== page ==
Why is the chromatic polynomial a polynomial?

Janos Makowsky

Sunday, 28.10.2007, 10:30

Room 337-8 Taub Bld.

The number of k-vertex colorings of a graph is a polynomial in k, the chromatic polynomial. Many other graph invariants (Tutte polynomial, matching polynomial, interlace polynomial, cover polynomial) are also polynomials (possibly in several variables). We show that this is no accident.
The speaker introduced the notion of graph polynomials definable in Monadic Second Order Logic, and showed that the Tutte polynomial and its generalization, the matching polynomial, the cover polynomial and the various interlace polynomials fall into this category. This definition can be extended to allow definability in full second order, or even higher order Logic.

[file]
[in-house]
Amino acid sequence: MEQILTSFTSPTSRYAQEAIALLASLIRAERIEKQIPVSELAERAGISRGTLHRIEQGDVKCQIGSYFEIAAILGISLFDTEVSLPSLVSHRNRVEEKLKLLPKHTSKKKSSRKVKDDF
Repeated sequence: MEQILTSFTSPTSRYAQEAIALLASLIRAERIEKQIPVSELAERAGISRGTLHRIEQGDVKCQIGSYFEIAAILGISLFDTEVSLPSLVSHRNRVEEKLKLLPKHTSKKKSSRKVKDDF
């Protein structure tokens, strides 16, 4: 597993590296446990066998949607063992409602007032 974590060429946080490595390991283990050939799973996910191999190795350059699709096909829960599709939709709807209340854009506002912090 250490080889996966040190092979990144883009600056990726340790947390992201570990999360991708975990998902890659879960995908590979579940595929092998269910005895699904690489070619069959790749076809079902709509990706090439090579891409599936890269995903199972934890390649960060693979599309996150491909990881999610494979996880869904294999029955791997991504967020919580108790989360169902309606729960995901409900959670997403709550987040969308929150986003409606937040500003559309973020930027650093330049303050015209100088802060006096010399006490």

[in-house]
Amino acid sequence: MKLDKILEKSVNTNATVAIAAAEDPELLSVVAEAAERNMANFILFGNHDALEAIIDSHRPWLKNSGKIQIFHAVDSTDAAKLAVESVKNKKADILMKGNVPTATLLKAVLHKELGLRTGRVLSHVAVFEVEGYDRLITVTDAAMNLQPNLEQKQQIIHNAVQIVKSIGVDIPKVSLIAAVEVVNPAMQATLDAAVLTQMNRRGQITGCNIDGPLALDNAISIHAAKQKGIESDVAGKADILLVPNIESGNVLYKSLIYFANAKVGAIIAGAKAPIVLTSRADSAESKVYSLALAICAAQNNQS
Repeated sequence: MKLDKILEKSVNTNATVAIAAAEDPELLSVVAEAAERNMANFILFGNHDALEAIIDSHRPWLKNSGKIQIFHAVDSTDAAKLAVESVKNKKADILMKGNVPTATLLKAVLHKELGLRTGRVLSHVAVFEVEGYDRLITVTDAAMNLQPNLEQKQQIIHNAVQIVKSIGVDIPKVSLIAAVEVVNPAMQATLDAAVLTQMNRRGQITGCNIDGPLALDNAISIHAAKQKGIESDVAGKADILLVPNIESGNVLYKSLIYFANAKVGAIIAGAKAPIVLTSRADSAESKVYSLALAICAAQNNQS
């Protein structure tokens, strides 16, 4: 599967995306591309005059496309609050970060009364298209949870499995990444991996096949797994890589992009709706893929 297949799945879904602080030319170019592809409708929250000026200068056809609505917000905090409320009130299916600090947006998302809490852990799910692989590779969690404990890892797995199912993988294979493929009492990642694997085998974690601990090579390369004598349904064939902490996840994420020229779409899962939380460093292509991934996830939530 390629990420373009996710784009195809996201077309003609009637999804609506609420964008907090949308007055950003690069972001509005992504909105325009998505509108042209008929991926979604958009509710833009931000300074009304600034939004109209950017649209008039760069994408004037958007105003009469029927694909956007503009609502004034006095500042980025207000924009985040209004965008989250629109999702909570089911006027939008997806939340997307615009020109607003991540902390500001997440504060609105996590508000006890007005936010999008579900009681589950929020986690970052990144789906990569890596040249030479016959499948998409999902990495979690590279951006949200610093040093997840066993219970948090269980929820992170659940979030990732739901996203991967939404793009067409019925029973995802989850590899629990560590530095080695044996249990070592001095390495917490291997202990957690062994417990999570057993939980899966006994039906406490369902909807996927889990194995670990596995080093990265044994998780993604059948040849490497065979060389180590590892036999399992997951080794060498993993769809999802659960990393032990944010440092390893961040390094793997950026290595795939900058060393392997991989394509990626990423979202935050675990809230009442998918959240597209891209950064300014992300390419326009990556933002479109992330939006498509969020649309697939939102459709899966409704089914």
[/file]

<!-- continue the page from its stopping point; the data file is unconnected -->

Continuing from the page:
In the analysis of the structure of totally categorical first order theories, B. Zilber (1981) showed that certain combinatorial counting functions play an important role. Those functions are invariants of the structures and are always polynomials in one or many variables, depending on the rank, respectively the independent dimension, of the theory in question.
The purpose of this talk is to show that many graph polynomials and combinatorial counting functions of graph theory do occur as combinatorial counting functions of totally categorical theory. We also give a characterization of polynomials definable in Second Order Logic.
The talk presents the results in an elementary way, although the underlying theory stems from deep results in model theory.
(Joint work with B. Zilber)